So back to me calling report. I called report to a nurse up on the floor the other night. It was 7:30pm. I felt SO bad having to do it, but we had to get these patients up. The nurse was so rude and defensive. She asked a million questions that she could literally look up in the system. I’ve been doing this long enough to be able to label questions irrelevant. Hers were knit picky….and irrelevant. She continued to tell me that it wasn’t right for me to call at that time. I told her kindly that I totally understood how hard it is to get report near shift change and that I would help get the patient settled when I brought them up! The pattern of negativity went on, even when I brought the patient to the floor.
The Nature Of The Job
This is the nature of being a nurse. It sucks sometimes. Direct admits come at the wrong times. ED admits come up at shift change. Sometimes you get 2 admits within an hour. Or you have 4 discharges before noon! THIS IS THE NATURE OF THIS JOB. I AM A FLOOR NURSE! I GET IT! Don’t hate the player, hate the game! These ER nurses do their best to give you all that they know in that short interaction and care that they gave that patient. Again, the ED gets the initial EMERGENT orders done….it’s not their job to hang heparin, send the UA, or start blood unless it is ordered STAT. I would get so mad when they would come up with a crazy amount of orders and they weren’t started. It’s because that was intentional. They were specifically written to be started on the floor. It’s not a punishment. It truly is a completely different world down there.
The pattern that I have seen is how MEAN the floor nurses can be on the phone with them. I TOTALLY have had that attitude before like “ Do you even know what’s going on with this patient?” They do! They may not know exactly everything, but that’s why these patients are getting admitted. To get worked up on. Because we don’t know exactly what’s up. I do feel it is frustrating to get a short report, but that’s how the ED works. The hospital wants them in and up. For many reasons, not all business related. Safety and care issues, among others.
Next Time, Take A Deep Breath
The next time you hear you are getting a patient from the ED, and it’s around shift change or just a bad time, I need you to do me a favor. I need you to take a deep breath. I need you to remember that those ER nurses are awesome, and they are working their tails off down there, and making time to pick up the phone to call you report. They do NOT want to tick you off. They don’t want to ruin your night by sending patients near shift change. They are literally doing their job. Just like you are doing yours. We need to be thankful these patients are coming in. It’s job security for goodness sake. Yes, it sucks the way they just pile in near shift change. Part of the reason is because they were actually all being held for an hour because of the “holding period” a lot of hospitals have at shift change, and then they all were rolled out as soon as the clock struck “time up!” Do me another favor. PLEASE don’t ask questions that you can look up. If they are admitted for cardiac issues, don’t ask what color their urine is. Don’t ask about bowel movements. Don’t ask where the IV is. It’s there. PLEASE. These are all things that you can ask when they get up. Use your brain. If they come in with chest pain, just find out about the cardiac enzymes and what they did to treat the pain, etc….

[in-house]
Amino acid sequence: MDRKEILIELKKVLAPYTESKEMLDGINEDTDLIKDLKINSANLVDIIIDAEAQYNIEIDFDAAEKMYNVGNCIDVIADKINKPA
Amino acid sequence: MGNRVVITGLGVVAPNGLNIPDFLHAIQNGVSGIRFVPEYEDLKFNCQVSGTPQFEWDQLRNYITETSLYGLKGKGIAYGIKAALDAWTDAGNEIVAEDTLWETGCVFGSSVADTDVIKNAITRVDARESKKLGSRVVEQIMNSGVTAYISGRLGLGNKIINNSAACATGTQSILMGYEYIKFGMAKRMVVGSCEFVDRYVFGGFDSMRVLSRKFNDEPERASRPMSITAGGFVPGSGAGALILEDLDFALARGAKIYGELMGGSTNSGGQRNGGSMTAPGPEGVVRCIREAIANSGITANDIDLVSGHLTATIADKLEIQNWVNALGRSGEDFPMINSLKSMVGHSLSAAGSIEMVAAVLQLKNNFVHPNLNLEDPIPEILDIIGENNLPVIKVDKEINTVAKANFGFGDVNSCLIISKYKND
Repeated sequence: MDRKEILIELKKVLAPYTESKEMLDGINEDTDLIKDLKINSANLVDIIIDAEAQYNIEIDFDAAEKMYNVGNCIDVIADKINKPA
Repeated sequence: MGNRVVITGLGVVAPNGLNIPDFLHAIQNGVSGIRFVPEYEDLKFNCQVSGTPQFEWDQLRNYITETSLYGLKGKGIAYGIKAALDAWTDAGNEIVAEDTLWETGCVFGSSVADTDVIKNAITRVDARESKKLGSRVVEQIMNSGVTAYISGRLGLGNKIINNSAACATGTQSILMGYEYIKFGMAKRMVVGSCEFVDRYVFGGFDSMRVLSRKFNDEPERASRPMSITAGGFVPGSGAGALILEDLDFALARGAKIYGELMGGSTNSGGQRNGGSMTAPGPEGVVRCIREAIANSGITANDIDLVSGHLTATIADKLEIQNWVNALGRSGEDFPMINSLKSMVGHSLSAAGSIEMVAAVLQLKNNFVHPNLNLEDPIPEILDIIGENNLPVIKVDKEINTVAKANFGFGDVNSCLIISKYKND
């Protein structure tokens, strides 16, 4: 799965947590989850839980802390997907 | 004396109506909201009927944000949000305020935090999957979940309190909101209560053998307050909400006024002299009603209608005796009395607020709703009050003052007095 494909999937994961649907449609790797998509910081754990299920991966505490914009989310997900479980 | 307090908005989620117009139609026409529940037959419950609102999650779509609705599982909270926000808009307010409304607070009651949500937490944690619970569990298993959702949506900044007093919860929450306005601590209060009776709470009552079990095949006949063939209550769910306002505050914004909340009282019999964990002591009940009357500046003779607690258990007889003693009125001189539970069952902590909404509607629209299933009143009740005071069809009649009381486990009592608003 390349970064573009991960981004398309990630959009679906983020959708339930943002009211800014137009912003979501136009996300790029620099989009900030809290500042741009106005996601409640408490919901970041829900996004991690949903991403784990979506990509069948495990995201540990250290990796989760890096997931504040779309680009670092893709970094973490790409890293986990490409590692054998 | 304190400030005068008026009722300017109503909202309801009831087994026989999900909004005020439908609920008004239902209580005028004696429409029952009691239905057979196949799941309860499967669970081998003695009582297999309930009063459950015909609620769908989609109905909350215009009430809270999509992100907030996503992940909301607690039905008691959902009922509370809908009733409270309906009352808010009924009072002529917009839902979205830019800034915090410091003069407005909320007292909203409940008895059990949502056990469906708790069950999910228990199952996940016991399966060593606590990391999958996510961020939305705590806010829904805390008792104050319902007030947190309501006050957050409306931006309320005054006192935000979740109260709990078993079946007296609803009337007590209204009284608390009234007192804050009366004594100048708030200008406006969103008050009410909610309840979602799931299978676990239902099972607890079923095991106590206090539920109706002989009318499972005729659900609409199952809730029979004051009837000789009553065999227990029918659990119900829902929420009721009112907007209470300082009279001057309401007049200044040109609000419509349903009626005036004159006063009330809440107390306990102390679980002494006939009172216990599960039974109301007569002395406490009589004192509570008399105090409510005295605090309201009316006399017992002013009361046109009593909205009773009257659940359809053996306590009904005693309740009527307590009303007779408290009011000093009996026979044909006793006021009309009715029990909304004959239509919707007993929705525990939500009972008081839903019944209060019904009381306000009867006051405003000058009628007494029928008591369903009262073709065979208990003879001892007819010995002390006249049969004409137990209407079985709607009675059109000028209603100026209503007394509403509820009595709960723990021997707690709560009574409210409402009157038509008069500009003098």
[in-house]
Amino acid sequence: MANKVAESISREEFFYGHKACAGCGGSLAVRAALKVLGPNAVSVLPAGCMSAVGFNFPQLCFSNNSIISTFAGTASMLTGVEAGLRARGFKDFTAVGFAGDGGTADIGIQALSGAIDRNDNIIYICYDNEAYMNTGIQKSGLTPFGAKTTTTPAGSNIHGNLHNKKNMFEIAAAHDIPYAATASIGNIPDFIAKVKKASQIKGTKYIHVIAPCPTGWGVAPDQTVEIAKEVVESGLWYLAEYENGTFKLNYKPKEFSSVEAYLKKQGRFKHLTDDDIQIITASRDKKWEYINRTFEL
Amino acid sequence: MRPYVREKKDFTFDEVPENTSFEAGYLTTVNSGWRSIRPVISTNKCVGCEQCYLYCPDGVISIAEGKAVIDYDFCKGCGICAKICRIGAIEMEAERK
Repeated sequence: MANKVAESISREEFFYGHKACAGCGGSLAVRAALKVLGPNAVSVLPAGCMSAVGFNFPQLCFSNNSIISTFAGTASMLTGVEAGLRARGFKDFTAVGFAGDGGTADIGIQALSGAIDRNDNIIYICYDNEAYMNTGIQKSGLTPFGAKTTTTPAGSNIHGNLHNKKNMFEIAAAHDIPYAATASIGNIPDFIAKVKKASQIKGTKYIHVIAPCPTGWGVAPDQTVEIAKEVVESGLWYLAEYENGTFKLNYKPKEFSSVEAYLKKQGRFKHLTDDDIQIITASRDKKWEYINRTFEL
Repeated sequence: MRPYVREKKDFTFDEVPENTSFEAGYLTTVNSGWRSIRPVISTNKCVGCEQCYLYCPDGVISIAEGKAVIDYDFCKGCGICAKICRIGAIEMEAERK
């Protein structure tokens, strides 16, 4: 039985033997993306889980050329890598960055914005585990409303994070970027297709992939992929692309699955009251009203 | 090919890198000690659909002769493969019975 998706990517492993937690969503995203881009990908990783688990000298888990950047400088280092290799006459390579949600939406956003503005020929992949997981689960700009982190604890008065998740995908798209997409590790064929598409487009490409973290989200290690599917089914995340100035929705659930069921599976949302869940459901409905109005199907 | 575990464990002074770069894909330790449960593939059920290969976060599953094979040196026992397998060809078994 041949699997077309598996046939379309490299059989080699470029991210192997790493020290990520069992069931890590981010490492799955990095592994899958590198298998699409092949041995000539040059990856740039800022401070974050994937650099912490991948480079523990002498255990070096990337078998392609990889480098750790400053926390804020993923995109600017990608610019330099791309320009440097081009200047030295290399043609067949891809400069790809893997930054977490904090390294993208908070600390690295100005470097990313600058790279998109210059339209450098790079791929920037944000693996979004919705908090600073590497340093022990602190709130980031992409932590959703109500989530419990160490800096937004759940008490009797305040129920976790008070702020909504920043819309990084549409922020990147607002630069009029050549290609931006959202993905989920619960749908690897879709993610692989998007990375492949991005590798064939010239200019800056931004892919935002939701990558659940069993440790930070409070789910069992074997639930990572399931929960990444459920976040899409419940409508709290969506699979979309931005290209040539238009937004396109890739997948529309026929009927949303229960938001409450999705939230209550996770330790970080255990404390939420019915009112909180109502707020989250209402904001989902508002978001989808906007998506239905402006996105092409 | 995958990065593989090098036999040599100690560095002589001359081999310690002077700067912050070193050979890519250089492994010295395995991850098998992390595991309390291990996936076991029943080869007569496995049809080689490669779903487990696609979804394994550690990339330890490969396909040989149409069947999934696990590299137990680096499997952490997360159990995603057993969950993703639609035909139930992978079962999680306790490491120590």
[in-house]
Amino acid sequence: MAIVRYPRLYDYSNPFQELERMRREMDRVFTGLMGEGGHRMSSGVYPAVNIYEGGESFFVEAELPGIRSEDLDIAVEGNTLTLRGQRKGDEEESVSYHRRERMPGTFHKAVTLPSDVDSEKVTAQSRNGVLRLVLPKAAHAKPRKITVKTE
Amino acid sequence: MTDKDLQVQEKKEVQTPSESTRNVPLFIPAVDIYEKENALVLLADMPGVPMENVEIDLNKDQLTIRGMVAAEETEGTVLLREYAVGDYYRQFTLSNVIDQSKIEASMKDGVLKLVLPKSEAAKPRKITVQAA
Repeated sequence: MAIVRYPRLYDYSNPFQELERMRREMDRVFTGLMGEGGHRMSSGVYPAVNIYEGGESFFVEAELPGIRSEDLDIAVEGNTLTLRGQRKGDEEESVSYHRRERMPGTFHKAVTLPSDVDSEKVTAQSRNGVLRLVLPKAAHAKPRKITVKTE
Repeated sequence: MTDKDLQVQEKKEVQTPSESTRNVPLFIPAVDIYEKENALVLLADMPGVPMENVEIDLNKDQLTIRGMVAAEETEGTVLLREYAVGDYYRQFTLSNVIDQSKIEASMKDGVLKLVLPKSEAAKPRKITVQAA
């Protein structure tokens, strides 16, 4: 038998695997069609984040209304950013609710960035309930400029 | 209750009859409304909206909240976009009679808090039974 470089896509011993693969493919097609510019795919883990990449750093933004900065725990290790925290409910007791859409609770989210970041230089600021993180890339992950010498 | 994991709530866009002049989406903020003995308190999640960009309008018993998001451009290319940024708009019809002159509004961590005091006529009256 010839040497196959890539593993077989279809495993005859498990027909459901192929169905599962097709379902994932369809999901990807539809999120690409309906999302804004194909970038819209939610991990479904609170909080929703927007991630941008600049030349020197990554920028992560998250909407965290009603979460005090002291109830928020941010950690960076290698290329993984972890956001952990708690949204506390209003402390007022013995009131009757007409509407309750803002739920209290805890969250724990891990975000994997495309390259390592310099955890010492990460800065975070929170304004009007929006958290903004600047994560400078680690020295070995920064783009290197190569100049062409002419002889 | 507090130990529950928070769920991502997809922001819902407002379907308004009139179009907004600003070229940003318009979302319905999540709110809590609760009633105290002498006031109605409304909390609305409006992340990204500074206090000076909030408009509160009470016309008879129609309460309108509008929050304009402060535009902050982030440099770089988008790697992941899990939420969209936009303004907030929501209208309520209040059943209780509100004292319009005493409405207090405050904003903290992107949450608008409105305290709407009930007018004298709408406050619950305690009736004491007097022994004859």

Remember. They are getting STABILIZED! Do your full assessment when they get up to the floor and honestly, treat them like a direct admit. Be an investigator. The ER nurses are your friends. They are just doing their job. Getting the patients in, stabilized, and up to the floor. Put your big girl/ big boy panties on and tell yourself it’s going to be okay. Shift change admits suck, but it’s going to happen. Quit giving the ER nurses lip. We need to be a team. I write this because I have realized the giant misconception we all have of each other! Being down in the ER has allowed them to better understand WHY we can sometimes get fussy about things when the patients gets to the floor. But I wanted yall to understand what I’ve learned about their unique position. They would be more willing to help in the little ways I bet if we were more gracious and kind about receiving report. They are just the messengers. MAD LOVE to all my ER nurses. I have a new respect for you. Please feel free to help us floor nurses out in any way! I will do my part to spread my love and respect for you! No mo’ hatin! Now put your party pants on and everyone do your job with a GOOD attitude!